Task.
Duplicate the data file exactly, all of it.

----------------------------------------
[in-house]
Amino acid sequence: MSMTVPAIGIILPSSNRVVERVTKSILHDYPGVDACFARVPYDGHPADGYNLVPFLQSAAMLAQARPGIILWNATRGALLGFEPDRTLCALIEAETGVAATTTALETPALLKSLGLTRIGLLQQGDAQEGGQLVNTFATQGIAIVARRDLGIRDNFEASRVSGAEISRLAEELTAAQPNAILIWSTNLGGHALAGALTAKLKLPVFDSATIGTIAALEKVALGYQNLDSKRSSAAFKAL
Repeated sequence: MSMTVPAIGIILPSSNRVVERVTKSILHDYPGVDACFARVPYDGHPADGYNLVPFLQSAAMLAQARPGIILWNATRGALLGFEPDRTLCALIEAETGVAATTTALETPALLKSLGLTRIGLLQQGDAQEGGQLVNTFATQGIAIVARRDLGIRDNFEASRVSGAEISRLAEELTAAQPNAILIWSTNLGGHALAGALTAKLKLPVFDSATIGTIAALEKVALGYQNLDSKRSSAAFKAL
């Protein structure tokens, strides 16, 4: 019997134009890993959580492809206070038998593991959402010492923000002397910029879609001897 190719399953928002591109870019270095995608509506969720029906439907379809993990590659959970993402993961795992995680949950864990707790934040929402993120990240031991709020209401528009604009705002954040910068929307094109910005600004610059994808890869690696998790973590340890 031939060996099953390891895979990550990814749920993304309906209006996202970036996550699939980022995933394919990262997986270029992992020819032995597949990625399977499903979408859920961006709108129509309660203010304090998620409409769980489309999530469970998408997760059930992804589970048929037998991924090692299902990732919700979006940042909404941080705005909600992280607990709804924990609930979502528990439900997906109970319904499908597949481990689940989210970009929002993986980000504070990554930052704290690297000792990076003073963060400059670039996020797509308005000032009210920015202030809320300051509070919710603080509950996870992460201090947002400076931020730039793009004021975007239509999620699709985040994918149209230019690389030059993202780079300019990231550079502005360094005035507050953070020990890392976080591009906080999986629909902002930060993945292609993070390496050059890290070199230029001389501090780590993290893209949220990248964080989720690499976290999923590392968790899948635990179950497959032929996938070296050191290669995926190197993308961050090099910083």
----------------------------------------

[in-house]
Amino acid sequence: MSMTVPAIGIILPSSNRVVERVTKSILHDYPGVDACFARVPYDGHPADGYNLVPFLQSAAMLAQARPGIILWNATRGALLGFEPDRTLCALIEAETGVAATTTALETPALLKSLGLTRIGLLQQGDAQEGGQLVNTFATQGIAIVARRDLGIRDNFEASRVSGAEISRLAEELTAAQPNAILIWSTNLGGHALAGALTAKLKLPVFDSATIGTIAALEKVALGYQNLDSKRSSAAFKAL
Repeated sequence: MSMTVPAIGIILPSSNRVVERVTKSILHDYPGVDACFARVPYDGHPADGYNLVPFLQSAAMLAQARPGIILWNATRGALLGFEPDRTLCALIEAETGVAATTTALETPALLKSLGLTRIGLLQQGDAQEGGQLVNTFATQGIAIVARRDLGIRDNFEASRVSGAEISRLAEELTAAQPNAILIWSTNLGGHALAGALTAKLKLPVFDSATIGTIAALEKVALGYQNLDSKRSSAAFKAL
């Protein structure tokens, strides 16, 4: 019997134009890993959580492809206070038998593991959402010492923000002397910029879609001897 190719399953928002591109870019270095995608509506969720029906439907379809993990590659959970993402993961795992995680949950864990707790934040929402993120990240031991709020209401528009604009705002954040910068929307094109910005600004610059994808890869690696998790973590340890 031939060996099953390891895979990550990814749920993304309906209006996202970036996550699939980022995933394919990262997986270029992992020819032995597949990625399977499903979408859920961006709108129509309660203010304090998620409409769980489309999530469970998408997760059930992804589970048929037998991924090692299902990732919700979006940042909404941080705005909600992280607990709804924990609930979502528990439900997906109970319904499908597949481990689940989210970009929002993986980000504070990554930052704290690297000792990076003073963060400059670039996020797509308005000032009210920015202030809320300051509070919710603080509950996870992460201090947002400076931020730039793009004021975007239509999620699709985040994918149209230019690389030059993202780079300019990231550079502005360094005035507050953070020990890392976080591009906080999986629909902002930060993945292609993070390496050059890290070199230029001389501090780590993290893209949220990248964080989720690499976290999923590392968790899948635990179950497959032929996938070296050191290669995926190197993308961050090099910083």